However, probably the stupidest move ISIS made was distributing a manual on how to communicate safely online. This manual, based on one originally developed by the Kuwaiti security firm, Cyberkov, gives information on which apps to use, what smartphones are most secure, which browsers to use, and what email services are safest. In other words, it gives anti-terrorist teams a guide on where they should concentrate their surveillance efforts. Thanks ISIS. (You can find a Google Translate version of the manual here.)

However, there is one area of communication in which ISIS and other terrorists groups, like Al Qaeda, seem to excel. This is an area known as steganography. Steganography is the technique of digitally hiding messages within other digital files. A secret map of an attack plan could be hidden in a picture of a cat, for example. Steganography makes it possible to leave such messages on publicly accessible web sites and no one, except those who have the necessary decoding programs, will be able to tell that a secret message has been posted. There may be a key word in the title of an image or some time stamp that would alert those for whom the message is intended to pick it out of hundreds of other similar images. As one writer on the topic has noted, “for an investigating officer detecting steganography is a nightmare. There is absolutely no record to show that the sender and the receiver had ever communicated. They do not exchange calls or emails.”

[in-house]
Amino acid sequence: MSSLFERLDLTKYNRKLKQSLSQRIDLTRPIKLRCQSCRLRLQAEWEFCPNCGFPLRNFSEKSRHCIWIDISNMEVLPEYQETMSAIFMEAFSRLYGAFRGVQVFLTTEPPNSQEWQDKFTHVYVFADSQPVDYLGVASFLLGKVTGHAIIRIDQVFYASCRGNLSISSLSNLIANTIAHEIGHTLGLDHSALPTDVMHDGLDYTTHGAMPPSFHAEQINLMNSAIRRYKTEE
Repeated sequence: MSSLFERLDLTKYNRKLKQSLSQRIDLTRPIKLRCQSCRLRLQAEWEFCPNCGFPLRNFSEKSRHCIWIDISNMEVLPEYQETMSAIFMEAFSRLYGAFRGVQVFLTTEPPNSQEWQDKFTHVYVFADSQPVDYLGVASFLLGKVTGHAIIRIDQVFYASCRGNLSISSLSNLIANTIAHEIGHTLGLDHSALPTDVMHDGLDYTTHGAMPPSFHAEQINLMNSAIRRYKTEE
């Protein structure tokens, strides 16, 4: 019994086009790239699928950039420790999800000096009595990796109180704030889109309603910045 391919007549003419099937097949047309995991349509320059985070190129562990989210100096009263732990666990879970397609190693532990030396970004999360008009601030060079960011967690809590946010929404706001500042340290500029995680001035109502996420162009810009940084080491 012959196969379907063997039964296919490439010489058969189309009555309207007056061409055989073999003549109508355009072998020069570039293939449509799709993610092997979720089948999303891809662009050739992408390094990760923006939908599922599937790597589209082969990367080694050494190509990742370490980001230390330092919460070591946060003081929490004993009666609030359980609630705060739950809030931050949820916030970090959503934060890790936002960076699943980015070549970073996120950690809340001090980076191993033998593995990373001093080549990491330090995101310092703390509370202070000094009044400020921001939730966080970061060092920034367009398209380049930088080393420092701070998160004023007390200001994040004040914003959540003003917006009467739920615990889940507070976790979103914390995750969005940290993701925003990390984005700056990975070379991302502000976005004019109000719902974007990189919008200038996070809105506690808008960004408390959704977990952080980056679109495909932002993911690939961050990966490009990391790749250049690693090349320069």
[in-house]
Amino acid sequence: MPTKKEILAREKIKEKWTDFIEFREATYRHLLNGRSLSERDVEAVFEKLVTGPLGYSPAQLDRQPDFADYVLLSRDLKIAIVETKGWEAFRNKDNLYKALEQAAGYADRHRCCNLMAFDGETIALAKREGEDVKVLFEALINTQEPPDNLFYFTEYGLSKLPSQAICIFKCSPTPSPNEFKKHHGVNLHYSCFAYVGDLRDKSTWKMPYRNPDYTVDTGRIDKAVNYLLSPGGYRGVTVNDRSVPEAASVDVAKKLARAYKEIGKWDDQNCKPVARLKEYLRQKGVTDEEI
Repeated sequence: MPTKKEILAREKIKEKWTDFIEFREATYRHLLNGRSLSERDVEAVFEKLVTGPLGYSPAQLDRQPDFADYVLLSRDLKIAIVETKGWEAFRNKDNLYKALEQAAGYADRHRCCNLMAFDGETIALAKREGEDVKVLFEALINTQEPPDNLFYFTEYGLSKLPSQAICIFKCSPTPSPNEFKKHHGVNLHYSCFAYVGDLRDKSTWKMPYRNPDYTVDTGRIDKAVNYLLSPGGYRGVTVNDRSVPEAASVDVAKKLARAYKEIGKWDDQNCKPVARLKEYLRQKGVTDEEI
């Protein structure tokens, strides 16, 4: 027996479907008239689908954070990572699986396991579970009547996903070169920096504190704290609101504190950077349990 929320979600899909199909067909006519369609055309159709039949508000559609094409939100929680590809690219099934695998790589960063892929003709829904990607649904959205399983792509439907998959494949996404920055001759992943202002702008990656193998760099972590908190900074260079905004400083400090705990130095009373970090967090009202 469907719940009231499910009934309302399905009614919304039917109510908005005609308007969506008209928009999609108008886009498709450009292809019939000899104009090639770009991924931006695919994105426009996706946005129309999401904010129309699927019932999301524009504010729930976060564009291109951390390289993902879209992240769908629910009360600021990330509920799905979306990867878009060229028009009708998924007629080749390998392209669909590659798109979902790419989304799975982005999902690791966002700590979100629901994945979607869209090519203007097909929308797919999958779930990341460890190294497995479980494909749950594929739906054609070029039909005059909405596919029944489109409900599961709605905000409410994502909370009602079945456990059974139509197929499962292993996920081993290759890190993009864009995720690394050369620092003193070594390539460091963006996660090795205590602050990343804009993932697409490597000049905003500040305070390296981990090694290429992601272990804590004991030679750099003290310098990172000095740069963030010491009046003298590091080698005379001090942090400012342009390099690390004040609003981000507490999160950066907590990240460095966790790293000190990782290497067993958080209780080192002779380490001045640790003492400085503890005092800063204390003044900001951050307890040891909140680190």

What makes steganographic messages more difficult to detect is that there are so many programs available to use for this purpose, each of which can do something different. Many of these are free. If you and the sender don’t share the same program (decoding algorithm), it is difficult, if not impossible, to determine what the secret message is. The bottom line is that just about any type of digital file can be hidden in any other type of digital file.

Image files, because of their relatively large size, are often used for hiding messages. There is no way a person can see the difference between an original image and the same image with a hidden message in it. Even analyzing the properties of the two images will give you no clues. To those unfamiliar with steganography, this may sound impossible. In fact, I also had doubts, so I created my on steganographic image.

To avoid the possibility that an image I chose could have been previously altered, I used my own photographs. I used a free stenography program called Xiao Stenography for no particular reason. There were some limitations in the program. I had to change the original jpg file into a bmp file. Below, you will see the original bmp file on the left and the file with the secret jpg file within it on the right. (WordPress does not allow bmp files so I had to do a screen capture on this.)